We’re coming up on nearly a month since Justin Smoak felt his hamstring tighten during a home game against Oakland. The other day, when Smoak notched one of his rare hits against the Minnesota Twins, he looked disinterested leaving the batter’s box.
I mean, to say he stumbled out of there and lumbered to first base would be charitable. He looked like he actually thought about waving to the dugout and having somebody else run to first for him instead.
And I’m not a trained scout. If I notice these little things in a game — with my amateur eye — then it’s a problem.
Somebody else mentioned to me last night — I did not see the game, but followed it via computer — that Smoak seemed to be lumbering up the line.
I don’t think Smoak is a guy who dogs it out of laziness and if indeed that’s what is happening, somebody has to sit him down for a chat right now. But I highly doubt that’s why he’s jogging out there. It looks to me like Smoak’s hamstring is still an issue — maybe a bigger issue than the team is making it out to be.
And if that’s the case, it’s time to stop all the funny business. It’s time to sit Smoak down and let him get right because playing him every day does not appear to be doing him, the team, nor an increasingly impatient fan base any favors when it comes to the third-year first baseman.
Normally, I would wait until I am in the clubhouse again before writing a piece like this, just so I could ask Smoak and manager Eric Wedge about it flat-out. But I’ll see them both again on Friday in New York and then for a good deal of time every day after that, so I don’t think I’m pulling a hit-and-run here.
Besides, asking the questions face-to-face about Smoak’s health hasn’t gotten us anywhere before.
You’ll remember last year, when Smoak had a bit of a thumb issue. He downplayed it and said it was nothing and Wedge said it was a minor deal that Smoak would have to learn to play through as a big leaguer.
Photo Credit: AP
Fast forward to the off-season and all of a sudden — surprise! — Wedge admits he lied to the media and that Smoak’s thumb condition was actually far more serious than he let on. By the time everyone was done confessing, I was shocked Smoak hadn’t had the thumb amputated.
So, there we go. That explains why Smoak’s numbers were so poor in 2011, right? I mean, many people here and elsewhere actually went out and calculated what his numbers were pre-and-post-thumb-injury, trying to use them to support the idea that, yeah, it really was the thumb that torpedoed his season.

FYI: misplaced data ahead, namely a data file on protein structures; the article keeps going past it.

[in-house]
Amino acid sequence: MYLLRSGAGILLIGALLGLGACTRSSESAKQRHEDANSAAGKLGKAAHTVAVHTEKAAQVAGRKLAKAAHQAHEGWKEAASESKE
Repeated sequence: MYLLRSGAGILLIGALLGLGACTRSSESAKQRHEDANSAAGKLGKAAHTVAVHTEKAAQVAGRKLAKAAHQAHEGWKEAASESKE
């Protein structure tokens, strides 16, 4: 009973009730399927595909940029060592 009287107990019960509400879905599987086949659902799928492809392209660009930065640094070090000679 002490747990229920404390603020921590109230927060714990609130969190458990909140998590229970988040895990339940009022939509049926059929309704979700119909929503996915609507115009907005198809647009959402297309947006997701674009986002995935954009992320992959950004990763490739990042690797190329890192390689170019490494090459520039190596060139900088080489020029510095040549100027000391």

Only thing is, he’s now hitting even worse than he did last year. He’s been all thumbs, so to speak, though both are supposedly healthy.
So, now what’s the excuse?
My problem with the team’s initial statements about Smoak’s thumb last summer don’t have much to do with them deliberately misleading the media. Happens all the time, though, I’ll tell you what, it sets a precedent for how the media will view such claims in the future. Explains why I’m writing this now instead of in two days from now. Why wait if you can’t trust the info you’re going to get? But I can understand protecting a player from being exploited by opposing pitchers. I understand why Wedge was not forthcoming with the truth.
No, my biggest problem is, if Wedge’s revised version on the thumb being serious is actually the truth, why the heck were they playing Smoak at all in July — especially when the team was losing 17 games in a row? Smoak was awful during that stretch. He did nothing to help his team win and probably contributed to several of the losses through his inability to hit his own weight.
I can understand having a young player learn to deal with adversity and tough out minor injuries. Except the team now says the thumb wasn’t a minor issue. OK, then, but you can’t have it both ways.
You could have sent a pylon up to home plate and had it get on base more than Smoak did during parts of that epic streak. Why not sit him down and get him healthy again? The team could have played Mike Carp at first base. Or Adam Kennedy. Or Luis Rodriguez. All of the above almost certainly would have hit better. What good did it do anyone to keep running Smoak out there?